Oh, and this neighborhood was almost entirely Latino.

Spanish was heard on the street more often than English.

My friend was Puerto Rican, so she felt perfectly at home.

I, on the other hand, definitely stood out as pretty much the only person around who was Asian-American and white.

I do speak some Spanish, but it’s with mild American accent layered on top of a Mexican accent/dialect.

Caribbean Spanish is almost another language…Anyway, the cheaper rent also meant that, in general, the neighborhood was poorer.

I was now exactly half-way between two subway stops, about a 7–8 minute walk from the gateways to the rest of the city.

And believe me, those few minutes matter during the hot, humid summers and windy, freezing winters.

I noticed a sharp increase in the number of police units I’d see each day.

The streets were dirtier and buildings more run down.

And the people I’d see at the start and end of my commute just seemed tired.

That may seem like a strange thing to include, but I was tired too — because the $350 (my share of the $700) a month I saved came at a price.

This is the block I actually lived on.

On the right a few buildings down is my old apartment building.

The restaurant in the center, was one of my go-to spots.

This photo was among the top twenty photos when I googled “Washington Heights.

” Unfortunately, it belongs to a news article about a stabbing.

My apartment came with broken stove and oven, a toilet we would regularly have to MacGyver so it would flush, plenty of cockroaches and mice in the walls, a window to the fire escape that didn’t properly lock, and a radiator that leaked steam into the entire apartment making it a sauna and also incidentally providing ideal conditions for black mold.

The superintendent for the building was nice if the problem was easy to fix, but inevitably busy otherwise.

In addition, laundry went from being a few trips down to the basement to a two-hour-long trip to the nearest laundromat four blocks away.

Remember, this drastic change from the upscale neighborhood to the unkept buildings all happened within eight blocks.

For scale, it is commonly said that approximately 20 NYC city blocks is equal to one mile and one block is about a one minute walk, on average.

I haven’t fact checked that, but it sounds about right.

A definitely-not-completely-accurate-but-sometimes-funny-sometimes-just-weird takes on Brooklyn and Manhattan neighborhoods by Urbane demonstrates how neighborhoods have identities unto themselves.

Teaching in BrooklynI taught high school math, science, and computer science in NYC for four years, and I worked at a public charter school that is a member of the Diverse Charter School Coalition, so my classrooms were socioeconomically, racially, and ethnically diverse.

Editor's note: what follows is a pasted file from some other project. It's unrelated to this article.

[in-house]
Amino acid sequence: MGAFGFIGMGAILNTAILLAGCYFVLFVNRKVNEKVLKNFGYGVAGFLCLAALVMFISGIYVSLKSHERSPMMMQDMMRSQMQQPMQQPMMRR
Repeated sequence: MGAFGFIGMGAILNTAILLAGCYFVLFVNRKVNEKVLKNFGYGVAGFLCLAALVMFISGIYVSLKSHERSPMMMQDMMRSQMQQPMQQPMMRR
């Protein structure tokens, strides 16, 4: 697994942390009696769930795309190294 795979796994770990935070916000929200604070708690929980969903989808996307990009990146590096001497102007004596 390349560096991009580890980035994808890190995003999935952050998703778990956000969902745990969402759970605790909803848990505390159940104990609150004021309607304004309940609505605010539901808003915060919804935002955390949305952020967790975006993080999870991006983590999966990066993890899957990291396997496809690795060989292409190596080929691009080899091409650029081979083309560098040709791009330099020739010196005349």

Naturally, my diverse students came to the school from many different neighborhoods across NYC.

While the majority of students did come from Brooklyn, every borough including Staten Island was represented.

Some students’ commutes were more than two hours each way.

I continue to admire the school’s commitment to diversity in the face of the national trend towards resegregation.

However, teaching there made me face some uncomfortable truths.

I had some students coming to school with all the latest gadgets and going to the expensive coffee shop across the street to hang out, while other students signed up for any clubs that met on weekends (like our camping club) because that meant they would get food that weekend.

Economic disparities across NYC communities are dramatic, and student achievement at school was often correlated with these disparities.

While integrating schools may be necessary to fight the achievement gap that the No Child Left Behind Act (signed by Bush in 2001) and Race to the Top (Obama in 2009) attempted to eliminate, it is not sufficient.

High quality teachers and school resources can only do so much when ability to learn, participate, and pay attention in school relies on a whole host of other factors, many dictated by, or related to a student’s home and community.

The inequalities between different communities can be vast, even within small areas.

Small area analysis can be a tool to help holistically understand the needs of different neighborhoods and to provide guidance when making public policy and resource distribution decisions.

While NYC is not unique in this, it is a city in which these inequalities are often magnified, and it seems to be a city that is now turning to a strategy of open sourcing these issues.

It will be interesting how this Open Data project will grow….. More details